Google goes “biophilic” and rearranges its New York office to connect with nature

Google goes “biophilic” and rearranges its New York office to connect with nature

Google plans to lure its New York workforce with revamped office space, which cost $2.1 billion to redo. This redefined workspace of the tech giant is a “biophilic” office as it will house birds, bees, caterpillars, and even a “resident praying mantis”. The space will also include 165-pound honey harvests and in-house ecologists.

Biophilia, or the innate desire to connect and relate to nature, is re-emerging due to the balance humans need between the digital world and the benefits of nature’s restorative properties.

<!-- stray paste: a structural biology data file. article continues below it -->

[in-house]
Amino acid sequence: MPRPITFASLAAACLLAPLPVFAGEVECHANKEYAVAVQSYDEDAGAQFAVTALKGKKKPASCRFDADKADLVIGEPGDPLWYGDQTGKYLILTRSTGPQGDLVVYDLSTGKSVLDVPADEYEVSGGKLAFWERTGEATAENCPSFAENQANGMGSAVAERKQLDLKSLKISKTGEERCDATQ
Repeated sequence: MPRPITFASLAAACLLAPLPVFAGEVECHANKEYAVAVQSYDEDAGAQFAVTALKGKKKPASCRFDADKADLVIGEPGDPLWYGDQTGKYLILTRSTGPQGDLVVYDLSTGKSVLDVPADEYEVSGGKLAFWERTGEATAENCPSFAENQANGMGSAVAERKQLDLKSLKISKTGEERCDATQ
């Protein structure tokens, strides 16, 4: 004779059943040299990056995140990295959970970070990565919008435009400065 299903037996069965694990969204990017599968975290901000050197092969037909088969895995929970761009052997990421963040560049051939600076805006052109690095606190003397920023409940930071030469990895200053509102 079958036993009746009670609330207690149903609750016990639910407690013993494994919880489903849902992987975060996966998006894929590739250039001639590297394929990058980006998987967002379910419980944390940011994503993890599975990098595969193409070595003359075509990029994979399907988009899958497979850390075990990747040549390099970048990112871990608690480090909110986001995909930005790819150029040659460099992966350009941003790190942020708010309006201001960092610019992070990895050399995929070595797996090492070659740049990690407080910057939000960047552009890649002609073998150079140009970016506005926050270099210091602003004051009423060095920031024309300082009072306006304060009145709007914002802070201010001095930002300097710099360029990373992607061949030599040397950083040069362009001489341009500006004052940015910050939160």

The newly renovated office, called Terminal St. John’s was designed to integrate the natural environment into the workspace. Rick Cook, the architect who created the space, calls the office a “biophilic” space because it’s exactly what’s needed to satisfy people’s desire to connect with nature, reports the Financial Times.

NO. John’s Terminal is a former freight facility that has been transformed into this new highly sustainable, adaptable, and more “connected” office space.

This redesigned building will help people connect with nature through the use of multiple outdoor spaces and also reconnect the Hudson Square neighborhood with the waterfront.

That’s how Google attracts, hires, and retains talent.

Previously, Google CEO Sundar Pichai said a likely scenario for the company is to call employees back into offices in a hybrid environment, where they spend three days in the office and work from home two days a week.

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